A FIFA Task Force examining dates for the event recommended a shorter tournament, staged over the cooler months of November and December 2022, after the last of its three meetings in Doha on Tuesday.
The recommendation will be sent to FIFA’s executive committee for a final decision in Zurich on March 20, ending a four-year long saga over when the tournament should be played.
“For the football family, the rescheduling of the FIFA World Cup 2022 presents a difficult and challenging task,” Karl-Heinz Rummenigge, chairman of the European Clubs’ Association (ECA), said in a statement.
“All match calendars across the world will have to accommodate such a tournament in 2022/23, which requires everyone’s willingness to compromise.
“European clubs and leagues cannot be expected to bear the costs for such rescheduling. We expect the clubs to be compensated for the damage that a final decision would cause.”
The Association of European Professional Football Leagues (EPFL) also disagreed with November-December, saying the proposal would “perturb and cause great damage to the normal running of the European domestic competitions.”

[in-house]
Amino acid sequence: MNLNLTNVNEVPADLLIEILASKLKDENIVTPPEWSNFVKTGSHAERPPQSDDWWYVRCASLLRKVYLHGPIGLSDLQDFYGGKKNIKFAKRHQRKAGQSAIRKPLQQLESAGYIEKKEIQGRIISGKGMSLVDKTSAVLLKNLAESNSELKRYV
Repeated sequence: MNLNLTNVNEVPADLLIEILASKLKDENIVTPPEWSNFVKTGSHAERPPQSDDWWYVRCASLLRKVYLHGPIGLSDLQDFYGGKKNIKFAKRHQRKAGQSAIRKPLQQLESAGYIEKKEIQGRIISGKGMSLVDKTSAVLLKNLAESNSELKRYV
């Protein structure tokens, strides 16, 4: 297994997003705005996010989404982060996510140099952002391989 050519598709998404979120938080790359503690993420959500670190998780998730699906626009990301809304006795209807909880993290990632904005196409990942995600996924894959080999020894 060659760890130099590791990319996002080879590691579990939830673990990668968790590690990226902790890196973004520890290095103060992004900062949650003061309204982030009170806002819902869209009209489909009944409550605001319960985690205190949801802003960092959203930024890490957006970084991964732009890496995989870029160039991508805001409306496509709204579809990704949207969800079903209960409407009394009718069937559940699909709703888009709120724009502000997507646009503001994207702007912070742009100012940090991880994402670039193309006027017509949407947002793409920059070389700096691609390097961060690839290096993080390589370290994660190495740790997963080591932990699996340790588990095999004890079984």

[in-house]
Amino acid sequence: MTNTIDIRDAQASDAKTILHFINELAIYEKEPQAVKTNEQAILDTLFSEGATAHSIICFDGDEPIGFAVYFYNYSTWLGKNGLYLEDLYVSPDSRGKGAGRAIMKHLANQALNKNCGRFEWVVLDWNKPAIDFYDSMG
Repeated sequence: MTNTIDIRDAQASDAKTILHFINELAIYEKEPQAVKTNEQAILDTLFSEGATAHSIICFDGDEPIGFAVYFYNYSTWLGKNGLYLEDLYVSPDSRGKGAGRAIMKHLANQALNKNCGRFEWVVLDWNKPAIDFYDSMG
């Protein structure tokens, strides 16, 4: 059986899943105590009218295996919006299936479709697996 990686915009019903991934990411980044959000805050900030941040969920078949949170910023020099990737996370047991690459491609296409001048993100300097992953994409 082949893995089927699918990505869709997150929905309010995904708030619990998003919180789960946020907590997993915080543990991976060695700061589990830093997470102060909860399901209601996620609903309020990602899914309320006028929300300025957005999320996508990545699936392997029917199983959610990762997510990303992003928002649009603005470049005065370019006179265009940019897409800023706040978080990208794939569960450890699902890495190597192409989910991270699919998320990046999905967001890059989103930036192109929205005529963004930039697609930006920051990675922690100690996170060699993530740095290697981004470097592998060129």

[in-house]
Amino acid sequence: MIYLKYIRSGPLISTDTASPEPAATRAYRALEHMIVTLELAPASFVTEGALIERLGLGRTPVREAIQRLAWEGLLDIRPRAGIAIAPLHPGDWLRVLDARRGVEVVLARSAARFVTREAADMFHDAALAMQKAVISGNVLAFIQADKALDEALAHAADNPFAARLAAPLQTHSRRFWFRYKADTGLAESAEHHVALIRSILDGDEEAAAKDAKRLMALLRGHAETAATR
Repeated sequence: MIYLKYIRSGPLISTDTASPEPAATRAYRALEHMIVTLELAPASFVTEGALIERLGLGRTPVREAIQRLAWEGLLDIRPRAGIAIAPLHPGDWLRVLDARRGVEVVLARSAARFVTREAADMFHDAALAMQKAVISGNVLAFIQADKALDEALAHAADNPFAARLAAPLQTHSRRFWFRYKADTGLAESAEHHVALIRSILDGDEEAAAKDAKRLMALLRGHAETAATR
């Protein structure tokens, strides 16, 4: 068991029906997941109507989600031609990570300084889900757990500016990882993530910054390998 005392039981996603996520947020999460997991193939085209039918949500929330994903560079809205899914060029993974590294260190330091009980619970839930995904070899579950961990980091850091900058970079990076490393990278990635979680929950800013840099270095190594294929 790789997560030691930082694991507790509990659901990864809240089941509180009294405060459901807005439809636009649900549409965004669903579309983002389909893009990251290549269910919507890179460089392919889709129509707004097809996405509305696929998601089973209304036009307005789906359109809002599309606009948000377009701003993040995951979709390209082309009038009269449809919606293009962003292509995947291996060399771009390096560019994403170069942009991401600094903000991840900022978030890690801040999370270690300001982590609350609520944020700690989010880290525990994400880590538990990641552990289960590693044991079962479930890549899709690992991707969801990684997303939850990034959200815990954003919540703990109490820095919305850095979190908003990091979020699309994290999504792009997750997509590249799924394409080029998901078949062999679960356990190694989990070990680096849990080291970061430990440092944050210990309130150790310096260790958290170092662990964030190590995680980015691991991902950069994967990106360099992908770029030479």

The EPFL reiterated that May would be a less disruptive way of avoided the searing heat of June-July, a period which has been dismissed despite Qatari assurances that they can build naturally cooled stadiums.
English Premier League chief executive Richard Scudamore said there was little discussion during Tuesday’s meeting.
“We were pretty much just told, hence the disappointment,” he said.
The German Football League (DLF) said it was concerned about the players.
“Staging the World Cup in November/December is an organisational as well as a financial burden for European leagues,” DLF managing director Andreas Rettig said.
“One also has to take into account the strain on top players. A shortened match plan cannot mean that there will be the same number of games to be played in a shorter period of time.”
FIFPro was satisfied that the summer months of June and July had been ruled out but said there was a lot more to worry about.
“Changes to the match schedule that could potentially place extra strain on the workload of the players is for FIFPro to analyse together with all stakeholders in due course,” the organisation said in a statement.
General secretary Theo van Seggelen said removing players from the danger zone of playing in a Qatari summer was only the first very important step.
“FIFPro has tabled its concerns as the conditions in Qatar go way beyond heat,” he said. “It’s a human rights matter more than anything else.”
(Reporting by Mike Collett in London and Karolos Grohmann in Berlin; Writing by Brian Homewood in Turin, editing by Ed Osmond)